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Orchestral Manoeuvres. From the Utopia Studios into Abbey Road Studios

Peter Walsh is a multi-award-winning producer and engineer who has been a successful professional in the industry for many decades now. In this following blog article, which was first published by the magazine Sound&Recording in December 2019, he describes his experiences with classical recordings, from him starting out in Utopia Studios in 1979 until his latest big orchestral session in Abbey Road Studio One, together with our freshly graduated alumni in London last October.

My first taste of recording strings was back in 1979 when I had just joined Utopia Studios as an assistant engineer. Phil Wainman, Utopia owner (and my boss!) was producing and the engineer was Andy Jackson (Pink Floyd, Dave Gilmour).
The song, “I Don’t Like Mondays” by the Boomtown Rats was a #1 hit in the UK and the composer and frontman of the band, (Sir) Bob Geldof, became a household name. A few years later he received a knighthood in recognition of his efforts to stop poverty and famine in Ethiopia through the charity Live Aid, which he co-founded with Midge Ure (Ultravox).

Around 20 string players were crammed into a compact space no larger than my London living room, which is not large! It was “rock ‘n roll strings”, rather than classical, in which case the recording style is very focused on the instruments and less on the ambient space. Fortunately, Utopia had a Neve console, a large number of Neumann KM 54s in its collection and Andy to make everything sound a lot sweeter than it actually was.

All the instruments were close-miked at a distance of around 50cm and there were no room mics. As you would expect with this method there is a raw edge to the sound. It is a dry, upfront sound where every detail is audible. You need great players for this kind of recording; there’s no hiding when the microphones are pointing straight at your f-hole! You can hear a similar kind of sound in many recordings of that era – on records by artists like David Bowie, T. Rex and ELO.

By the time all the chairs, music stands, microphones and headphones were in place there was barely room to move, let alone swing a bow. One of the mics needed adjusting halfway through the session and I remember gingerly tiptoeing through the jungle of cables to attend to it, being very careful not to stand on any of the priceless instruments along the way. Trashing a Stradivarius worth more than a house is surely the fastest way to get yourself out of the music business…and I was desperately trying to get myself in!

A Different Tune – Abbey Road Studios 1983

It was about four years later in 1983 when I experienced my first big orchestral session. This time it was at the world-famous Abbey Road Studios and I was co-producing Scott Walker’s album “Climate Of Hunter” for Virgin Records.

Peter Walsh and John Kurlander in Abbey Road Studio One

Peter Walsh and John Kurlander in Abbey Road Studio One

On this occasion, I was lucky to have John Kurlander engineering the session. The desk was the same wrap-around TG 12345 that he had worked on with the Beatles. John was a legend even back then, having already worked with the “fab four”, as well as with Elton John and Toto. He was already in high demand as an engineer for orchestral film scores and classical recordings.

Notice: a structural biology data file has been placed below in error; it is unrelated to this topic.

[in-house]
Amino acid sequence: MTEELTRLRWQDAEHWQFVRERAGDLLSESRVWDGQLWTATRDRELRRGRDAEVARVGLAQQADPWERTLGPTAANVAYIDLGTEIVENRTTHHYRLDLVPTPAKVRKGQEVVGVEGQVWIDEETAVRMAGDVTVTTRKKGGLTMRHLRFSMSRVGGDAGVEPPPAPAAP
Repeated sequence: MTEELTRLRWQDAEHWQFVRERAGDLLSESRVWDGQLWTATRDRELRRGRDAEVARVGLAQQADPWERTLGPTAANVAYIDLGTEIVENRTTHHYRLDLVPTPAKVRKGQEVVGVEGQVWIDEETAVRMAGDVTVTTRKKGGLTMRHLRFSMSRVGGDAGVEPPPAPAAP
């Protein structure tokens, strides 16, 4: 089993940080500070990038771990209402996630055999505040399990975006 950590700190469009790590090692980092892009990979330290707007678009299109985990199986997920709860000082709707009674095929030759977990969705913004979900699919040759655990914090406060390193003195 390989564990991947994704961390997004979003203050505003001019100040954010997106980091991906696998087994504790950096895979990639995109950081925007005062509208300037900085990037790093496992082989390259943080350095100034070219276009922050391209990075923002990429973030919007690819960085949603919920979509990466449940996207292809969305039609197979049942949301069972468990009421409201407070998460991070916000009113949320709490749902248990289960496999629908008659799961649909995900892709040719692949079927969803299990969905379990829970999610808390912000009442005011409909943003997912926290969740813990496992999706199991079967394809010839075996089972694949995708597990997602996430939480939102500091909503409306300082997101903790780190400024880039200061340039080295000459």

Abbey Road Studio One is a very different space to Utopia and recording a large orchestra there has a completely different set of rules. It is more about recording Abbey Road than the musicians sitting in it. The ambience of the room is unique. Everything sounds eye wateringly beautiful. It can make a grown man cry … and actually did. But more about that later!

For “Climate of Hunter” we used a large string orchestra of over 40 players. The intention was more about creating rich, warm textures and wide soundscapes than anything else. For this we needed a big room to enhance and amplify what was being played.

Abbey Road Institute Orchestral Workshop 2019

So how do you make the most of such a beautiful recording space?
How can you best capture the character of the room and reproduce it for the outside world to appreciate? These questions and many more were considered during a special orchestral recording workshop for the Abbey Road Institute held recently in Abbey Road Studio One.

The London Euphonia Orchestra recording in Abbey Road Studio One

The London Euphonia Orchestra recording in Abbey Road Studio One

I was excited to learn that John Kurlander would be flying over from his adopted home town of Los Angeles to present the workshop and was delighted to be asked if I could organise an orchestra we could use as “guinea pig” for the day. Finding an orchestra is easy, but finding one that was willing to offer its services for free is not quite so easy.

Luckily, my girlfriend is a member of the London Euphonia Orchestra, a wonderful group of enthusiastic, mostly amateur musicians led by Italian conductor Dario Peluso.
They were happy to donate their time and talents to the workshop, for which we were all very grateful. It’s not often that you have the opportunity to perform in the same room where Sergeant Pepper’s was recorded and to have a legend like John Kurlander in the driving seat as well as an offer they were honored to accept.

John has been a very busy man since I worked with him 36 years ago. In that time he has recorded most of the world’s major orchestras, including the London, Berlin, Vienna and St Petersburg Philharmonics, La Scala Milan and the Boston Symphony to name just a few. He has three Grammys to his name and soundtracks like the Lord Of The Rings trilogy in his CV.